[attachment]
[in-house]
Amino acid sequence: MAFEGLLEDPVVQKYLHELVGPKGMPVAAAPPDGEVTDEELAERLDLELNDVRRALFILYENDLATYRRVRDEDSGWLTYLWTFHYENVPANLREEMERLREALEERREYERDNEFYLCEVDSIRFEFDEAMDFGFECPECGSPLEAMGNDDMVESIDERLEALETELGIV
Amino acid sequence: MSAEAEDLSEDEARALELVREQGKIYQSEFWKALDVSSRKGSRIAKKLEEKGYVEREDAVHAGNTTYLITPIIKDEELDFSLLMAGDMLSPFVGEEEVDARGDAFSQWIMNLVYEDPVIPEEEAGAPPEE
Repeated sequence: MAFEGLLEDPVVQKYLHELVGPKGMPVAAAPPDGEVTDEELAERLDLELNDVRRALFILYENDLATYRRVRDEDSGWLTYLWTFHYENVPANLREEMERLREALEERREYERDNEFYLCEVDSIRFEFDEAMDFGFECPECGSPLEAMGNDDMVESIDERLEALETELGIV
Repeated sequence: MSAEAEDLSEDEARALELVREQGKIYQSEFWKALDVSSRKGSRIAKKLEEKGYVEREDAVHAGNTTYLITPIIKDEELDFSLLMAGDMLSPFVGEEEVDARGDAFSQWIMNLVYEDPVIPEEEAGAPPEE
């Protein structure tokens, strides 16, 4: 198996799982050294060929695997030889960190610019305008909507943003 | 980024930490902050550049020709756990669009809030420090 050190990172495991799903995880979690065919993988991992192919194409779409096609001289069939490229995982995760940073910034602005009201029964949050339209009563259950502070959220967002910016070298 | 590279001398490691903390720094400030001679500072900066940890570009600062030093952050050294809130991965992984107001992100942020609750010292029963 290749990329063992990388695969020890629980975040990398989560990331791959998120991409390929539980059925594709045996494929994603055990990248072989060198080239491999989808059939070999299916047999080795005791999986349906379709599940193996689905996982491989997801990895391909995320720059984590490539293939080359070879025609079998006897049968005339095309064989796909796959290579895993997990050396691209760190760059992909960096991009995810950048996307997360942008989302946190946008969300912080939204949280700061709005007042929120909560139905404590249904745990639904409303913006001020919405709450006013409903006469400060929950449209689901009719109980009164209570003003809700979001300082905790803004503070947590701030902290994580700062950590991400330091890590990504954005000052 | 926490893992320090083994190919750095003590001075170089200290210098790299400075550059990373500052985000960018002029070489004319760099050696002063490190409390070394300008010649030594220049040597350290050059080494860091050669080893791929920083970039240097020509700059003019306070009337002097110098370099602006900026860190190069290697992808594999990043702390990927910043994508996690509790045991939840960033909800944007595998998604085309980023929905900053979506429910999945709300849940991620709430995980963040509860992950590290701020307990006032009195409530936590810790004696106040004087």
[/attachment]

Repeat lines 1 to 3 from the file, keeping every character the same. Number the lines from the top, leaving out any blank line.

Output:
[in-house]
Amino acid sequence: MAFEGLLEDPVVQKYLHELVGPKGMPVAAAPPDGEVTDEELAERLDLELNDVRRALFILYENDLATYRRVRDEDSGWLTYLWTFHYENVPANLREEMERLREALEERREYERDNEFYLCEVDSIRFEFDEAMDFGFECPECGSPLEAMGNDDMVESIDERLEALETELGIV
Amino acid sequence: MSAEAEDLSEDEARALELVREQGKIYQSEFWKALDVSSRKGSRIAKKLEEKGYVEREDAVHAGNTTYLITPIIKDEELDFSLLMAGDMLSPFVGEEEVDARGDAFSQWIMNLVYEDPVIPEEEAGAPPEE